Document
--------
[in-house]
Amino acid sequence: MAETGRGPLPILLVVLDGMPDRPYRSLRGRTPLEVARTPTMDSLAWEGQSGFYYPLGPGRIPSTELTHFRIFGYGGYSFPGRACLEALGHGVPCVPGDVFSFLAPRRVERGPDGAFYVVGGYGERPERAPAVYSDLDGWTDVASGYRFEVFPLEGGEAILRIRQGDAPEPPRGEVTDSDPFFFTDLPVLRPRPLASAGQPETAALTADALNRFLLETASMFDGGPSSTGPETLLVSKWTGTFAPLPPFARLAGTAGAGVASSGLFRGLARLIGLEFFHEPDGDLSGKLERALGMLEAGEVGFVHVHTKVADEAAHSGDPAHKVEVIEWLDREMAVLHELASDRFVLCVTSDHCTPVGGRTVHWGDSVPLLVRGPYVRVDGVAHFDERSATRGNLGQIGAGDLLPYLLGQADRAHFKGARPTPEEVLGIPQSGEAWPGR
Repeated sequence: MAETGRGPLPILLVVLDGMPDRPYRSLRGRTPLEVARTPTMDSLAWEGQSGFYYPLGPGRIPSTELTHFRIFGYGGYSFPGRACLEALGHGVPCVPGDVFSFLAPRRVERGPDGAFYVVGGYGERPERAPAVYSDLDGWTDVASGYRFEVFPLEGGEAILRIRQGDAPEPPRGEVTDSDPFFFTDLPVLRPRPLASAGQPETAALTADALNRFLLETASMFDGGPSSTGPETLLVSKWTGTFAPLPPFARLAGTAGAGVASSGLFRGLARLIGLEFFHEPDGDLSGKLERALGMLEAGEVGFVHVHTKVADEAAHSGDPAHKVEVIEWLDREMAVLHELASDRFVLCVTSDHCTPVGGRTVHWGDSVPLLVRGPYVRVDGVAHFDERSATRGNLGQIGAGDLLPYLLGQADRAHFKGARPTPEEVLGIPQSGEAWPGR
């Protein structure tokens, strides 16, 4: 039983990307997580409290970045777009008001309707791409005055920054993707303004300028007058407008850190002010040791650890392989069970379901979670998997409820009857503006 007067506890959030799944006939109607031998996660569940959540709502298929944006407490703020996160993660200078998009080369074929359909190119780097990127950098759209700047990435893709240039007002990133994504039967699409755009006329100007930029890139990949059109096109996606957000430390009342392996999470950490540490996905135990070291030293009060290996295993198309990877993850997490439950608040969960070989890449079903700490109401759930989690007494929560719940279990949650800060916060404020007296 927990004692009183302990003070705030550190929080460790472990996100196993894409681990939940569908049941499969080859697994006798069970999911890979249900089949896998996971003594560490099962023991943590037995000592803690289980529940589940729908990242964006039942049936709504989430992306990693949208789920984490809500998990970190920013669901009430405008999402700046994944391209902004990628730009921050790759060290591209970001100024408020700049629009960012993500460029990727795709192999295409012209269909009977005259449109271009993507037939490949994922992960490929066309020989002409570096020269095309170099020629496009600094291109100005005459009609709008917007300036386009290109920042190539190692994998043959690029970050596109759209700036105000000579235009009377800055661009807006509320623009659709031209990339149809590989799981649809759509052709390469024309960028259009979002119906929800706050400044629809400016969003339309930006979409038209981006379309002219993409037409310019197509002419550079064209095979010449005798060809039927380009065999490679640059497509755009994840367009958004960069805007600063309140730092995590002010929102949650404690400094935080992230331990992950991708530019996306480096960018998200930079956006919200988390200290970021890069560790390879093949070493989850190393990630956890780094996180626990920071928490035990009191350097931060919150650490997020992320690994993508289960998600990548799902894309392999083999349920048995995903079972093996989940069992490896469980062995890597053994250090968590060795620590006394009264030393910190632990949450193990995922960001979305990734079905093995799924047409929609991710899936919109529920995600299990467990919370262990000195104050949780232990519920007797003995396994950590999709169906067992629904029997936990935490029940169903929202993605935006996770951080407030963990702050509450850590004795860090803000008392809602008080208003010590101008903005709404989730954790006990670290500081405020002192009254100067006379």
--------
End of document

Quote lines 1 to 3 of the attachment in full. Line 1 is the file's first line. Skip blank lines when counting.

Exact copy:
[in-house]
Amino acid sequence: MAETGRGPLPILLVVLDGMPDRPYRSLRGRTPLEVARTPTMDSLAWEGQSGFYYPLGPGRIPSTELTHFRIFGYGGYSFPGRACLEALGHGVPCVPGDVFSFLAPRRVERGPDGAFYVVGGYGERPERAPAVYSDLDGWTDVASGYRFEVFPLEGGEAILRIRQGDAPEPPRGEVTDSDPFFFTDLPVLRPRPLASAGQPETAALTADALNRFLLETASMFDGGPSSTGPETLLVSKWTGTFAPLPPFARLAGTAGAGVASSGLFRGLARLIGLEFFHEPDGDLSGKLERALGMLEAGEVGFVHVHTKVADEAAHSGDPAHKVEVIEWLDREMAVLHELASDRFVLCVTSDHCTPVGGRTVHWGDSVPLLVRGPYVRVDGVAHFDERSATRGNLGQIGAGDLLPYLLGQADRAHFKGARPTPEEVLGIPQSGEAWPGR
Repeated sequence: MAETGRGPLPILLVVLDGMPDRPYRSLRGRTPLEVARTPTMDSLAWEGQSGFYYPLGPGRIPSTELTHFRIFGYGGYSFPGRACLEALGHGVPCVPGDVFSFLAPRRVERGPDGAFYVVGGYGERPERAPAVYSDLDGWTDVASGYRFEVFPLEGGEAILRIRQGDAPEPPRGEVTDSDPFFFTDLPVLRPRPLASAGQPETAALTADALNRFLLETASMFDGGPSSTGPETLLVSKWTGTFAPLPPFARLAGTAGAGVASSGLFRGLARLIGLEFFHEPDGDLSGKLERALGMLEAGEVGFVHVHTKVADEAAHSGDPAHKVEVIEWLDREMAVLHELASDRFVLCVTSDHCTPVGGRTVHWGDSVPLLVRGPYVRVDGVAHFDERSATRGNLGQIGAGDLLPYLLGQADRAHFKGARPTPEEVLGIPQSGEAWPGR